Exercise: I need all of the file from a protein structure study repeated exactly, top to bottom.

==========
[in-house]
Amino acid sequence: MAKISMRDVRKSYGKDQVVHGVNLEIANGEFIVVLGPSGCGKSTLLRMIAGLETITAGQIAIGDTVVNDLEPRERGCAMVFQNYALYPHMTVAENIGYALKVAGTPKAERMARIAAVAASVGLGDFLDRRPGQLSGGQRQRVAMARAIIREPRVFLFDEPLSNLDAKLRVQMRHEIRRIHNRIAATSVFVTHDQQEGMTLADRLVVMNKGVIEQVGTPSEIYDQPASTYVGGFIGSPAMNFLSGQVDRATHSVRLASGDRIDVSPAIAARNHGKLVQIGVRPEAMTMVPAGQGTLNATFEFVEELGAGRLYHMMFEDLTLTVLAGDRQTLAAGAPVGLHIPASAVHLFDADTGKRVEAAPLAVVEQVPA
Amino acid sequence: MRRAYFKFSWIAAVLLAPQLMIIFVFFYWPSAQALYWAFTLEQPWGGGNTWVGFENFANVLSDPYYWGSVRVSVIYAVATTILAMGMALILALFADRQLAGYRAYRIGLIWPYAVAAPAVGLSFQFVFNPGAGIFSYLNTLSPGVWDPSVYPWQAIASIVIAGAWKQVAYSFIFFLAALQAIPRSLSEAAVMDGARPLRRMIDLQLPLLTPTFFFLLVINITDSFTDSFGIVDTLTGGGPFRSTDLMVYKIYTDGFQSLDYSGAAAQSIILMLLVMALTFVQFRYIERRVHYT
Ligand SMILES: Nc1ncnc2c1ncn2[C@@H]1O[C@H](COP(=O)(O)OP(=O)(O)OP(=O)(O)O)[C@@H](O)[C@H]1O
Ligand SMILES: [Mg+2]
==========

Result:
[in-house]
Amino acid sequence: MAKISMRDVRKSYGKDQVVHGVNLEIANGEFIVVLGPSGCGKSTLLRMIAGLETITAGQIAIGDTVVNDLEPRERGCAMVFQNYALYPHMTVAENIGYALKVAGTPKAERMARIAAVAASVGLGDFLDRRPGQLSGGQRQRVAMARAIIREPRVFLFDEPLSNLDAKLRVQMRHEIRRIHNRIAATSVFVTHDQQEGMTLADRLVVMNKGVIEQVGTPSEIYDQPASTYVGGFIGSPAMNFLSGQVDRATHSVRLASGDRIDVSPAIAARNHGKLVQIGVRPEAMTMVPAGQGTLNATFEFVEELGAGRLYHMMFEDLTLTVLAGDRQTLAAGAPVGLHIPASAVHLFDADTGKRVEAAPLAVVEQVPA
Amino acid sequence: MRRAYFKFSWIAAVLLAPQLMIIFVFFYWPSAQALYWAFTLEQPWGGGNTWVGFENFANVLSDPYYWGSVRVSVIYAVATTILAMGMALILALFADRQLAGYRAYRIGLIWPYAVAAPAVGLSFQFVFNPGAGIFSYLNTLSPGVWDPSVYPWQAIASIVIAGAWKQVAYSFIFFLAALQAIPRSLSEAAVMDGARPLRRMIDLQLPLLTPTFFFLLVINITDSFTDSFGIVDTLTGGGPFRSTDLMVYKIYTDGFQSLDYSGAAAQSIILMLLVMALTFVQFRYIERRVHYT
Ligand SMILES: Nc1ncnc2c1ncn2[C@@H]1O[C@H](COP(=O)(O)OP(=O)(O)OP(=O)(O)O)[C@@H](O)[C@H]1O
Ligand SMILES: [Mg+2]